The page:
• Just a thought (Score:4, Interesting)

    by grimfate ( 3986985 ) on Monday July 03, 2017 @05:34PM (#54738139)
    I wonder if lower marriage rates has anything to do with this. Not being married, having a kid, etc. means less pressure to work and earn as much money as you can. And if people aren't getting married, then there's a chance that this would affect the mood of these men and they would need a vice to fill the void. Video games are easy to access, don't really have any downsides and are completely legal. (I'd wonder if this was just because of the relationship landscape overall, but I don't know if people coupling up is less than it used to be.) The fact that more women than ever are probably working also means there might be less pressure on men to work themselves to death. Two pay checks and gender equality means less necessity for men to be the breadwinner. That said, I'd also put my money on video games being the drug of choice for men to spend their spare time with as opposed to men finding ways to increase their spare time to facilitate their gaming habits. (Not that I wouldn't take a day off from work for a new game now and then.)
    • what does getting married and having a kid is simple another large expenise in this day and age when people can barley afford to take care of themselves. we live in a wage slave world and when people catch on to this reduce there cost and work less they hate it because your not paying as much into the system they do nothing but steal from.
    • I wonder if lower marriage rates has anything to do with this. Not being married, having a kid, etc. means less pressure to work and earn as much money as you can

      I would like to posit a different theory: Not being married with children makes it more likely that you actually *want* to go home.

    • by epyT-R ( 613989 )

      Increase their spare time? How does this work? I don't know of any industry where the full time hour/week rate drops much below 38hrs. Most are way more than that. With insane costs for housing and transportation, only a very few lucky and hardworking people can give up work hours and make ends meet.

  • by DontBeAMoran ( 4843879 ) on Monday July 03, 2017 @05:50PM (#54738219)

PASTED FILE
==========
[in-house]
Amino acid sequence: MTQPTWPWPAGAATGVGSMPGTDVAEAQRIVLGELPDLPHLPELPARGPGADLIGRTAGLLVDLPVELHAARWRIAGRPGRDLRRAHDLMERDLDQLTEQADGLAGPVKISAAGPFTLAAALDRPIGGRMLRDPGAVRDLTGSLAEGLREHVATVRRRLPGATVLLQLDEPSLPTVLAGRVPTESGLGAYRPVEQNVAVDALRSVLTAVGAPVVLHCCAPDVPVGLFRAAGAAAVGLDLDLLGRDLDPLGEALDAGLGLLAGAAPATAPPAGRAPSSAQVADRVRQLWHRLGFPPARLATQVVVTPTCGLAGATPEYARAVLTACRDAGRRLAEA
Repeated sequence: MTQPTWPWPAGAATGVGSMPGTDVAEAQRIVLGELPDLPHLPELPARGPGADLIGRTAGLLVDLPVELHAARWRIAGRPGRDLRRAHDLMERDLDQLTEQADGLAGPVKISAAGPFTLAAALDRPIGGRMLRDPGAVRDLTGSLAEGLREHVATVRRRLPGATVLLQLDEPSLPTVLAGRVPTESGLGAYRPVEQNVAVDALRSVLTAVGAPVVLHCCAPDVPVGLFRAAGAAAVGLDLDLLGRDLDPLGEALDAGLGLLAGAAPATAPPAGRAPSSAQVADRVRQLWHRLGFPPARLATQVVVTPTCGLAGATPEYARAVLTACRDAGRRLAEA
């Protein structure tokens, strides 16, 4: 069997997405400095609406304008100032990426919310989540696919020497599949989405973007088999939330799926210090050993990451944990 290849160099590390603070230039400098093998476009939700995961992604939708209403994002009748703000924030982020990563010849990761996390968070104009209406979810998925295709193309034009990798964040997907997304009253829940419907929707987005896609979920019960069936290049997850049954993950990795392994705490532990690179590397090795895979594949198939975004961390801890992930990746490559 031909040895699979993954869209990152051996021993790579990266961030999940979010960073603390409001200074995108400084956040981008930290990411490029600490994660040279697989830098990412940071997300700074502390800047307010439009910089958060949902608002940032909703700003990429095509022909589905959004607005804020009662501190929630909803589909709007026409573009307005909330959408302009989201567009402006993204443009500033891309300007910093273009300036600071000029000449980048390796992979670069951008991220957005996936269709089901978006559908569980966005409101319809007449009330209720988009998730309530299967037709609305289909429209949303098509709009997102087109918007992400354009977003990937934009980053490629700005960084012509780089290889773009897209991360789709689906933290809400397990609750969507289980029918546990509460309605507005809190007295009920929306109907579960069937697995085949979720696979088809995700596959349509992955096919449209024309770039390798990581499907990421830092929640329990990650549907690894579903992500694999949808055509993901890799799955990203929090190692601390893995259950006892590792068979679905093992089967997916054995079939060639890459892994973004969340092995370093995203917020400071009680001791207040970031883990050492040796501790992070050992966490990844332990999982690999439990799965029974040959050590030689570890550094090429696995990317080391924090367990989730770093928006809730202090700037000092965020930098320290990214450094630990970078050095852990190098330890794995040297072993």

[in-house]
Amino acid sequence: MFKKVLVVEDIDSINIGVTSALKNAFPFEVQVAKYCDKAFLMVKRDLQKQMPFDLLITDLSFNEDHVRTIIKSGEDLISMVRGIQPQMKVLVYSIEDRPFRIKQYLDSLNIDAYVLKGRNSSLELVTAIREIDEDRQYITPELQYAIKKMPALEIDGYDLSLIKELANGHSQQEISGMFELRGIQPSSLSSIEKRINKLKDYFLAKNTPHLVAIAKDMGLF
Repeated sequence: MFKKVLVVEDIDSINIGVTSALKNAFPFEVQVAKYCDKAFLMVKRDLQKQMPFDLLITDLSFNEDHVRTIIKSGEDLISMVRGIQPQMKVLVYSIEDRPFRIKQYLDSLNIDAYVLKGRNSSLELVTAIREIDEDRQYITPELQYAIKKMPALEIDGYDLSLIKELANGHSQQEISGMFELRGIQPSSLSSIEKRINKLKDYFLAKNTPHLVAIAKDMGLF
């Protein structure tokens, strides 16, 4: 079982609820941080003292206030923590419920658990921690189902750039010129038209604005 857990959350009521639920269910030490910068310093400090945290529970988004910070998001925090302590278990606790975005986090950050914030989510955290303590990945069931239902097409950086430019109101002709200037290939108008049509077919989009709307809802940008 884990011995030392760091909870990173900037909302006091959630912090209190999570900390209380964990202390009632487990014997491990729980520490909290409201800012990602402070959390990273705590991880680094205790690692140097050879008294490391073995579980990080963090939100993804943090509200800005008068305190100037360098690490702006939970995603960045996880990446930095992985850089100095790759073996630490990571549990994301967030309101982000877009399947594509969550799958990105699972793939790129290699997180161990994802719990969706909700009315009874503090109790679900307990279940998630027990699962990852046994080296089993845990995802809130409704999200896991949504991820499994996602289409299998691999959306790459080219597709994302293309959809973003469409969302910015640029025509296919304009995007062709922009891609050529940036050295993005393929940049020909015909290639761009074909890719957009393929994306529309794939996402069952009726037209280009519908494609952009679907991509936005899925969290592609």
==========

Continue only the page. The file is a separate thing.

Young men are working less. Some economists think it's because they're home playing video games.

    They're wrong. It's because of easy access to p0rn websites.

    Now if you'll excuse me, I have "work" to do.

  • by ErichTheRed ( 39327 ) on Monday July 03, 2017 @06:29PM (#54738429)

    It's interesting that just a few hours ago, we had an article asking whether or not it was worth it to put in long hours at a job. I'm sure the video game thing was meant to increase the article's clickbait factor, but there might be something to this.

    Back a long time ago from when I started working (so, maybe peaking around the 60s) getting a job with a large US company was about the closest you could come to lifetime employment without earning tenure. I know lots of people from that era who worked from high school to retirement for large manufacturers, AT&T, IBM, etc. There was a degree of loyalty on both sides, employer and employee, that's missing in the modern workforce. Companies hung onto people as long as they could, and barring some major disaster, you could pretty much count on having a job. There was a clear career path internally, such that you always had an income that kept up with your experience. In return, people were expected to give a little more of themselves. I distinctly recall many families being relocated (at company expense) frequently to work on new projects or land promotions. That must have been hard, but it was the price one paid for the employer's loyalty to the employee.